Easter Wings

I love poetry because it forces me to look at the beauty of words and the way we use them. I was looking for poems about Easter, and John Donne is typically my go-to poet, but this time, I began with George Herbert. His poem “Easter Wings,” particularly its last line, opened my eyes and centered my heart. “For, if I imp my wing on thine, / Affliction shall advance the flight in me.” Amen. Isaiah 40:29-31 reveals the same truth: reliance on God through suffering leads to a unique renewal of our strength.

Easter is all about this juxtaposition: suffering and strength. Jesus became weak by taking on flesh, yet he was strong to complete the mission he was given to suffer and die in the place of sinners and then to conquer death through his resurrection. Jesus’ strength in suffering is now given to us through faith in him; we experience the glorious exchange of his strength for our weakness. So now we do not face suffering without hope. We put one foot in front of the other–sometimes slowly–knowing that Jesus walked this road before us, and his Spirit lives within us, empowering us to press on until we arrive in our forever home with God.

Easter Wings
George Herbert

Lord, who createdst man in wealth and store,

Though foolishly he lost the same,

Decaying more and more,

Till he became

Most poore:

With thee

O let me rise

As larks, harmoniously,

And sing this day thy victories:

Then shall the fall further the flight in me.

My tender age in sorrow did beginne

      And still with sicknesses and shame.

Thou didst so punish sinne,

That I became

Most thinne.

With thee

Let me combine,

And feel thy victorie:

For, if I imp my wing on thine,

Affliction shall advance the flight in me.

The Best Way Out Is Always Through

Robert Frost wrote in his poem “A Servant to Servants” in 1915:

He says the best way out is always through.
And I agree to that, or in so far
As that I can see no way out but through…

The life of faith is one plodding footstep after another. John Piper writes often of the winding road of faith in Christ, plodding along. “Plodding” is a good word for it — the mundane one step after another, the frustrating feeling of another winding curve, the marathon rather than the sprint.

However, we often pray as if we’re asking God to airlift us out of our circumstances and gently stork-drop us in a perfect, beautiful place where we feel like all our hardship and suffering is part of a bigger story. We pray like this because we feel useless or directionless or like our everyday living and working and existing is all we have. How many boring Mondays can we take when we’re supposed to be living on God’s grand mission?

Consider a few of the great epic stories of the last hundred years: The Chronicles of NarniaThe Lord of the Rings, Harry Potter. Each of these series required a thousand small steps before the next big thing, and a million more steps before the final battle. How many steps did Frodo take on the way to destroy the Ring? (If only FitBits existed in Middle-Earth… though I’m sure Tolkien would have hated it.) How many classes with Snape did Harry have to sit through? How many normal days passed in Narnia?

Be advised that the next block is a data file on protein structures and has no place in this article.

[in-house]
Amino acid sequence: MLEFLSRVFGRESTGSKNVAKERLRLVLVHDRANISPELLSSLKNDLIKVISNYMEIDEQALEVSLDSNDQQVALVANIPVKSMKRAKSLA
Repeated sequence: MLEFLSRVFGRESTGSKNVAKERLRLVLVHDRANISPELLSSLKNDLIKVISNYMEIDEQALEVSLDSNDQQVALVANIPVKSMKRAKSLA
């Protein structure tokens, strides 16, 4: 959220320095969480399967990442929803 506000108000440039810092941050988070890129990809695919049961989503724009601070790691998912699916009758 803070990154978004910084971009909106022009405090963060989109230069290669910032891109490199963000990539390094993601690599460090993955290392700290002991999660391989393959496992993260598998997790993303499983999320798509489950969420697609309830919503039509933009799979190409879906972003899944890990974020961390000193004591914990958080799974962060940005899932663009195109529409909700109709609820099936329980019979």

The epic journey is accomplished in a million regular steps. Sore feet, sore legs, and weary hearts pursuing a goal ultimately reach their destination.

We, too, plod along. We go to work, school, church. We frequent the same places, eat the same food, read the same Bible. We want quick solutions and fear monotony, so a long journey gets old quickly.

As Christians, we long to be in a perfect place in the presence of our perfect God in heaven, but to get there, we take one step at a time. How do we make sense of our big hope which seems to conflict with the nothing-special days between now and the day we’re with God?

Think of all the times that God calls his people “through” instead of “to.” Isaiah 43, for example: “…when you pass through the waters… and through the rivers… when you walk through fire.” Or Psalm 77:19, “Your way was through the sea, your path through the great waters; yet your footprints were unseen.”

Consider Jesus: he came into the world and lived like us for around 33 years. Jesus’ life is evidence of living through. Thirty-three years of life is not a quick in-and-out trip to atone for sin.Hebrews 12:2 says that Jesus “endured the cross, despising its shame” because of “the joy set before him.” Jesus lived knowing that he would face the cross, but that the cross would result in the Father’s glory, restored relationship with beloved sinners, and the day when we will be with him.

We too have a joy set before us. God knows the end from the beginning (Isaiah 46:10), and he’s told us a little bit about what will happen when he restores all things. But what he’s given us in Scripture is encouragement for our plodding steps, not a quick one-way ticket out of a sin-stained world. Knowing that God will win and restore our brokenness gives us hope for the journey through the tempestuous waters and the raging fires that we face. Knowing that God “will never leave us or forsake us” (Hebrews 11:5) gives us courage through a lifetime of Mondays.

To me, this means that when I feel like I’m going nowhere, that I’ve wasted days because I haven’t done enough, I’m actually doing the faithful work of plodding along, putting one foot in front of the other as I follow Jesus. God has called me to a lifetime of days and weeks and months, not just the big, important things. I walk by faith through mundane days and weeks and months because the destination is worth it.

The joy of being with God is before us, and while it feels like we’re stuck in a broken world, “The best way out is always through.”